Why companies go public?
Companies go public to raise money. It gives them financial capital, that they can use to clear off debts, improve the infrastructure, invest in research and development of new products, introduce new products and so on. Apart from that, the increased financial scrutiny during the process of going public will get them better debt rates when they are issuing it.
And if the company’s stocks are in demand, there is always scope for mergers and acquisitions. The terms of negotiations can be in stocks. The demand also attracts the company’s top talents as the company can offer stock options as reimbursement. The company gets credibility and visibility after it gets listed on the stock exchange.
Who are underwriters and what do they do?
Investment banks send a few representatives to the company who want to sell their shares to the public in the market for the very first time. They work out the complete process for them, to ensure successful entry into the market. The amount of risk the underwriter takes depends on how he is compensated. There are two ways of underwriting.
- Bought deal – Here the underwriters buy all IPOs from the Company and they resell it to the investing public. The compensation is the difference in the selling and buying price. The entire risk of the IPO listing outcome is borne by the underwriters.
- Best effort deal – According to this deal, the underwriters make their best efforts to sell the issue to the investing public. They do not purchase any shares from the company. The compensation is fixed. And there is no risk for underwriters, but they will not gain anything even if the shares do well post listing.
Registration with SEBI
All companies which want to go public should fill the S-1 form with SEBI. A company and its investment bank fill in the registration statement by providing all details pertaining to the company’s finances and the IPO related information to SEBI. These are the details that need to be disclosed in the registration statement:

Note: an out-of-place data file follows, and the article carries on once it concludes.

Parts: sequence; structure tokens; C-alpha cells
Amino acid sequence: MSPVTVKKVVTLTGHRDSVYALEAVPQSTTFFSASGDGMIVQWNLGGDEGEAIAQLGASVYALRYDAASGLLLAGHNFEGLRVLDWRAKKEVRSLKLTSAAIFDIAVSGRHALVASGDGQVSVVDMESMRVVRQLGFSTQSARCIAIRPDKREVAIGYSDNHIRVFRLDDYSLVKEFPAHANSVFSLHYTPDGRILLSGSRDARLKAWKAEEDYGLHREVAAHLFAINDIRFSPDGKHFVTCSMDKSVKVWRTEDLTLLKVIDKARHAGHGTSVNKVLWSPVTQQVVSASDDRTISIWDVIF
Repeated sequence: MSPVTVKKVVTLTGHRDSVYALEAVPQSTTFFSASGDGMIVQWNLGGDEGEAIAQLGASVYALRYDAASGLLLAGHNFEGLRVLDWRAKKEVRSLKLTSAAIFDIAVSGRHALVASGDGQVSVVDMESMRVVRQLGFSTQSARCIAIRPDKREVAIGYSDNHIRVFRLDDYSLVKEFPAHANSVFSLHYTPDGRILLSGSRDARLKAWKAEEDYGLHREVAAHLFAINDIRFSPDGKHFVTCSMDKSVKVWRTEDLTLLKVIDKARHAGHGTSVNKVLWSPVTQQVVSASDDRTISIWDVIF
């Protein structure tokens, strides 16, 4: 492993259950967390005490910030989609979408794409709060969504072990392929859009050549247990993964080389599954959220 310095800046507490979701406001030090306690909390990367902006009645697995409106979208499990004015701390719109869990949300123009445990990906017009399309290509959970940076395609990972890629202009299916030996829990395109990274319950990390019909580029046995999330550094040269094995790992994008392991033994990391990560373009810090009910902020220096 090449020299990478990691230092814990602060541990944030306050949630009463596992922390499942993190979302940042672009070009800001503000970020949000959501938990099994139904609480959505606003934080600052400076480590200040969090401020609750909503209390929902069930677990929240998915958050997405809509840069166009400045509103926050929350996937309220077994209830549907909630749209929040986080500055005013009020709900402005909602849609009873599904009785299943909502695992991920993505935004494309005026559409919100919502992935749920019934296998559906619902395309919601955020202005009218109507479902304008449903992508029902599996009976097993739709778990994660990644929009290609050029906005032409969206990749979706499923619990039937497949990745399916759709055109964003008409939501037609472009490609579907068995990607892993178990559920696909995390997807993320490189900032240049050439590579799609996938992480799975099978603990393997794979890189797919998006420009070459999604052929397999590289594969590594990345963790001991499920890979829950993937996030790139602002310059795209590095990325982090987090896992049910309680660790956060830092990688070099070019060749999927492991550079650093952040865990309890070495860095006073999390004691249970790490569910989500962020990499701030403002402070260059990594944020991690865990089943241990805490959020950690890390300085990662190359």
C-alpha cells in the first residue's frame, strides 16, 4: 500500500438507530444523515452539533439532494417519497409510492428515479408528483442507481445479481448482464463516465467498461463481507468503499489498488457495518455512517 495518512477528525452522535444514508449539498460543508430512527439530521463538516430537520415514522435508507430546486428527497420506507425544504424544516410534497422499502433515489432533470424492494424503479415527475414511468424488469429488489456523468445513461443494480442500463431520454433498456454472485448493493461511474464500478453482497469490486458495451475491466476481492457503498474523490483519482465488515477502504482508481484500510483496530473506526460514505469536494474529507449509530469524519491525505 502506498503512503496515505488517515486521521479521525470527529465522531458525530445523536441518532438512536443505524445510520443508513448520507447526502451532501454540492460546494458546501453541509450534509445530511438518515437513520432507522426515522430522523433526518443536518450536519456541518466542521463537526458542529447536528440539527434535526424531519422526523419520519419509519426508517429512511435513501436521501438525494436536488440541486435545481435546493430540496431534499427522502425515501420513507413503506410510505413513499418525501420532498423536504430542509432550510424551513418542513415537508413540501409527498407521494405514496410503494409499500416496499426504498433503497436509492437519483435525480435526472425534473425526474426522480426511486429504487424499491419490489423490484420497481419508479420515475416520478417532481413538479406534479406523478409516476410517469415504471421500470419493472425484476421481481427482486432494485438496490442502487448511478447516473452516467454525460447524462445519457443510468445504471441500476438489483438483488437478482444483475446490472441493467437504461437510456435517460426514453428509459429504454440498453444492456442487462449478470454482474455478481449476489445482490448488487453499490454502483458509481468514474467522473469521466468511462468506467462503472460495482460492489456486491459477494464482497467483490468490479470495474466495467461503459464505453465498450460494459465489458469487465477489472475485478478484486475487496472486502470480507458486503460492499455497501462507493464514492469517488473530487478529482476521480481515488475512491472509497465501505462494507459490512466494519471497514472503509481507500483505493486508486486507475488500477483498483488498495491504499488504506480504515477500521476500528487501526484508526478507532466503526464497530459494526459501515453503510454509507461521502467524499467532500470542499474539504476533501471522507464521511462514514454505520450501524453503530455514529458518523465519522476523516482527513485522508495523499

- The business strategy of the company
- Company’s fiscal records which include income statements and balance sheets
- The potential risks of the investment
- The stock offering
- The usage of the proceeds
- A comparison analysis of company’s financial situation and goals
SEBI will ensure the prospective investor gets all the relevant information you would need for investing in a company’s IPO. This is an organization set up in the interest of the investor to prevent from falling for fraud and scams.
Roadshow is a stage of IPO, which involves series of meetings and marketing programs with potential investors and brokers. This is conducted prior to IPO release by the Company and its underwriters. It generates the demand for the IPO. Many pre-IPO sales happen during this stage. Qualified Institutional Buyers are given shares at the price the Company executives manage to convince them.
Roadshow is purely a marketing technique, to generate interest in the IPO, to get brand publicity. If the company manages to persuade the investors to buy their shares, they will have their presence across different cities. As the investors become their brand advocates.
Lock-up periods are usually agreements between the Company offering stocks, the company’s insiders and pre-IPO stockholders which restrict them to sell their shares for a particular time period. This is to protect the public from the pre-IPO holders who want to pawn off their holdings when the IPO is overpriced, which otherwise lead to a market price drop due to the inflow of the shares.
Flipping is when the investor who gets allotted the share, dumps it off the day when the stocks get listed in the stock market, to make short term gains. Though in huge numbers, flipping can bring down the share price drastically down, it is flipping which kick-starts the trading too.